Last week I saw a HuffPo headline peppered on several facebook/twitter feeds/etc that claimed that "Doubling McDonald's Salaries Would Cause Your Big Mac To Cost Just 68¢ More." It was an interesting claim, but ultimately I didn't click on the link, as I tend to find most economic analysis pretty dubious from the get go. Now, I know nothing about economics, but as a systems person, I generally believe you can't change things dramatically in one area of a business (such as doubling salaries) and expect to fully know the results just by adding a few numbers (the cost of a Big Mac going up just $0.68).
I actually almost blogged about it, when I saw a snippet on Volokh about the lack of thought about the repercussions of such a change on the type of person McDonald's hired. Most people seemed to be assuming that all the poor folks currently working at McD's would get raises, but isn't it more likely the jobs would become more competitive and the population they hired would change? Interesting thought.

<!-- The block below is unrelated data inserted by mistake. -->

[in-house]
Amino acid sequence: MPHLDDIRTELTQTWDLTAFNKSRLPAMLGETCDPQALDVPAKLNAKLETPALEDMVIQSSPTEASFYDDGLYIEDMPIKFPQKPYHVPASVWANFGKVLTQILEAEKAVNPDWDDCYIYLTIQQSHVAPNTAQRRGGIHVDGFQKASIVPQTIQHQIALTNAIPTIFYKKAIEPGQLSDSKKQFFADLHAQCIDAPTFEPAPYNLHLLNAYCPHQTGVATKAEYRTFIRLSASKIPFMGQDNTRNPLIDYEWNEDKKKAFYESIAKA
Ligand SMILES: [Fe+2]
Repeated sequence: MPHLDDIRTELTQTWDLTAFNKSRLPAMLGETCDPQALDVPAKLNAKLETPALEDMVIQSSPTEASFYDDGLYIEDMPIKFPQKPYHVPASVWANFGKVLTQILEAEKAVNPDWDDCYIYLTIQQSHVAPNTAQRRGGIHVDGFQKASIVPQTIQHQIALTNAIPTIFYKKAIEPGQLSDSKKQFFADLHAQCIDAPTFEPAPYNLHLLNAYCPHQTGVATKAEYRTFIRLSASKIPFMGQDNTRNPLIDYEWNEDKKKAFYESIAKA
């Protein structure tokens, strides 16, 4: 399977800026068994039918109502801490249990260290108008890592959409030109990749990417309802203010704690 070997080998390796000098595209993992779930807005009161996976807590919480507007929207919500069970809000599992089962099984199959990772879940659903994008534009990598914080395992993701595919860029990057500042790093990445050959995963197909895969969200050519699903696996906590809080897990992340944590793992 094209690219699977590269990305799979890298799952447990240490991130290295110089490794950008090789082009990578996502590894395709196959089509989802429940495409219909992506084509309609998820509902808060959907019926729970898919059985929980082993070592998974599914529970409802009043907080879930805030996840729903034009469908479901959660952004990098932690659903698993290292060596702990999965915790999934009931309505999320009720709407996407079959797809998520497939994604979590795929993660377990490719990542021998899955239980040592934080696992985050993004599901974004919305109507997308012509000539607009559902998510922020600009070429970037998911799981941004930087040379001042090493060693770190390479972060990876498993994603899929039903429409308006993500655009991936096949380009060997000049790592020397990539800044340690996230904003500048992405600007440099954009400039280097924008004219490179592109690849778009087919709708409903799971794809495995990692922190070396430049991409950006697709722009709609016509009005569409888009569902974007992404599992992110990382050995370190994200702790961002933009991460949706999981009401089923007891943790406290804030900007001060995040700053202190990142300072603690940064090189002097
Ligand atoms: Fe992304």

Well, I'm now glad I didn't post on any of it, because apparently the whole analysis was crap anyway. Apparently the guy who was looking at it left out the 80% of McDonald's that are franchises (but included the franchise fees as profits), and it excluded a bunch of other accounting issues I don't understand. Oh, and the "study" that had shown this originally was the work of an independent undergrad and the HuffPo didn't recheck it.
HuffPo has a retraction up in the place of the original article.
What baffles me most about their retraction is that they ask a blogger they have on their own staff to review it, and he calls BS immediately. How did that conversation not happen before you put up the sensational claim?